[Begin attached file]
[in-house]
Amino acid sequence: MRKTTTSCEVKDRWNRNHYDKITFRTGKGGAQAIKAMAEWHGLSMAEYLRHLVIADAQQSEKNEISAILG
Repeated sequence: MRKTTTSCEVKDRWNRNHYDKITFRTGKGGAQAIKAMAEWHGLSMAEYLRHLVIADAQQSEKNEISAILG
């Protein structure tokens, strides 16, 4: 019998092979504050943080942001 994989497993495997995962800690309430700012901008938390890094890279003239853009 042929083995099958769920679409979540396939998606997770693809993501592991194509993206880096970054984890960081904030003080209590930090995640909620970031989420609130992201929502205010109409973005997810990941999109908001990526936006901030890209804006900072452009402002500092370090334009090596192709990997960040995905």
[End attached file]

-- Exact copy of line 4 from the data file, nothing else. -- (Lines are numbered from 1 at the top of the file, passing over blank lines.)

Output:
């Protein structure tokens, strides 16, 4: 019998092979504050943080942001 994989497993495997995962800690309430700012901008938390890094890279003239853009 042929083995099958769920679409979540396939998606997770693809993501592991194509993206880096970054984890960081904030003080209590930090995640909620970031989420609130992201929502205010109409973005997810990941999109908001990526936006901030890209804006900072452009402002500092370090334009090596192709990997960040995905």